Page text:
Among the most buzzed about fashion designers in NYC, Siki Im designs for an intelligent and articulate audience. In his own words, “He or she is well traveled and educated; has values but also loves to be challenged and takes risks; someone who gets bored easily and has humor, too; someone who is not so loud; someone strong.” Unlike many of his design contemporaries, Im refuses to dumb down his concepts or speak down to his audience. The approach has immediately resonated with editors, bloggers and buyers around the world.
The German-born, former senior designer for Karl Lagerfeld and Helmut Lang actually started out as an architect in the UK, before relocating to NYC in 2001 to work at Archi-Tectonics. Since debuting his own menswear collection for Spring/Summer 2010, Im has been recognized by the Ecco Domani Fashion Foundation and landed at key retailers like Project No.8, Blackbird, American Rag and Lane Crawford. When asked to identify his strength and weakness, Im responds, “I think I get inspired and excited easily but also get bored fast. I enjoy thinking outside the box.”
In November 2010, Im reconnected with his architecture background via Boffo’s Building Fashion program. The non-profit connects designers with architects for temporary design installations, previously featuring Richard Chai + Snarkitecture, Heather Huey + Urban A&O and House of Waris + Christian Wassmann. Im summarizes his temporary pop up: “It was great to sit on the other end of the table and choose an architect. Leong Leong, who I chose, do not only design great spaces, they are super chill. In fact, we hang a lot.”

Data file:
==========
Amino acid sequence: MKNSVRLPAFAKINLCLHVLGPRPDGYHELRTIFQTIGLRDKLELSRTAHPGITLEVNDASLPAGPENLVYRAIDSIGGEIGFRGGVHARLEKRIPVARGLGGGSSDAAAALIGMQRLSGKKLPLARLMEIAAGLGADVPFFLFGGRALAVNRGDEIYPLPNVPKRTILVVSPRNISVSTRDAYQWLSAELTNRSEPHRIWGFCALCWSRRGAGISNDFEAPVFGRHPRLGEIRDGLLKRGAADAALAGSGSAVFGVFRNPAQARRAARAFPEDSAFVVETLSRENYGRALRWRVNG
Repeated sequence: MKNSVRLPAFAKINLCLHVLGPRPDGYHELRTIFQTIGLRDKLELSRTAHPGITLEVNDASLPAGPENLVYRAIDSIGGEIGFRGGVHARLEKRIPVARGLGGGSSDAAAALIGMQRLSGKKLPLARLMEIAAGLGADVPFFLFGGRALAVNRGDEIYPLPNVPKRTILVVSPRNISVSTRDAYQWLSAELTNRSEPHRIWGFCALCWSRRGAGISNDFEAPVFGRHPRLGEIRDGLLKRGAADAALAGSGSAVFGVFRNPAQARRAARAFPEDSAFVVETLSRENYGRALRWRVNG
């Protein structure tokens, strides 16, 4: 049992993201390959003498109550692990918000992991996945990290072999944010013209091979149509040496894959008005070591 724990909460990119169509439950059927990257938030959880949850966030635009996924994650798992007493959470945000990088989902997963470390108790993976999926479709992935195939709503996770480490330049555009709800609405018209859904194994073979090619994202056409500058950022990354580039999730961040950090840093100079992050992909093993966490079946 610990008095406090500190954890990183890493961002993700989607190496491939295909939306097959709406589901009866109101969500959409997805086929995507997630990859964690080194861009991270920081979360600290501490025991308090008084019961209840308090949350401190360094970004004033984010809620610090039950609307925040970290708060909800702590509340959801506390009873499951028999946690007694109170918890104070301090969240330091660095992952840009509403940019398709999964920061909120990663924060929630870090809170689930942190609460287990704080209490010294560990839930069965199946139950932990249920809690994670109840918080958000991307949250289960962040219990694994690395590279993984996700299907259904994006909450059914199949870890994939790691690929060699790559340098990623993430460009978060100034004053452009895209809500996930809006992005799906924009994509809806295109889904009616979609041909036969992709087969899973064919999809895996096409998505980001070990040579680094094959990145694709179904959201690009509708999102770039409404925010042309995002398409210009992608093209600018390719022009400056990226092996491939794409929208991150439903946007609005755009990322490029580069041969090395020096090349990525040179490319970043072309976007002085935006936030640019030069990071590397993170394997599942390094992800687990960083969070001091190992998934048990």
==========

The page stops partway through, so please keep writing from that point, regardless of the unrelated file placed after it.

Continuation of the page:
Collaborating with Im, brothers Dominic and Chris Leong transformed an existing sales trailer by retrofitting the interior with an end-to-end ramp, then using soy-based spray foam to cover the entire structure. The result is a sleek, black box whose insides resemble a caveman’s half pipe. Leong and Leong are quickly becoming retail’s go-to designers, having worked on flagships for 3.1 Phillip Lim (Seoul, 2009 and Los Angeles, 2008), and the Opening Ceremony boutique in the Ace Hotel (2010).
For Fall 2011, Siki Im drew inspiration from Native American potter Maria Martinez. The result is more accessible than, for example, Henrik Vibskov’s Native American print driven collections. But within the cannon in NY Fashion Week, Im remains firmly outside the commercial norm. His show team includes master casting director John Tam, and styling by David Vandewal (Art + Commerce).
Im insists avant-garde is not the intended result, claiming, “You need to understand and see the rules, then you can break them. Rules are important to communicate. We humans are quite primitive, we like to put things into boxes, label them and make rules. It makes life easier. And if they are happy then that’s the most important thing. Some, even, have never learned to think for themselves, and some try so hard to live without them, always complain, and are always dissatisfied.”
In only two years/four collections, Siki Im has risen to the brink of stardom with collections that rely on conceptual narrative. Over the next several years, he aims to further expand into women’s wear and, “all the accessories and perfume and tea cups.” For now, there’s plenty of satisfaction in proving men’s wear can work outside the box.
Text by Michael Cohen
Photography by Billy Kidd
Styling by Rich Aybar
Hats: Siki Im + Heather Huey
Kilts and rugs: Siki Im + TahNibaa Naat’aanii
Jewelry: Siki Im + Eugene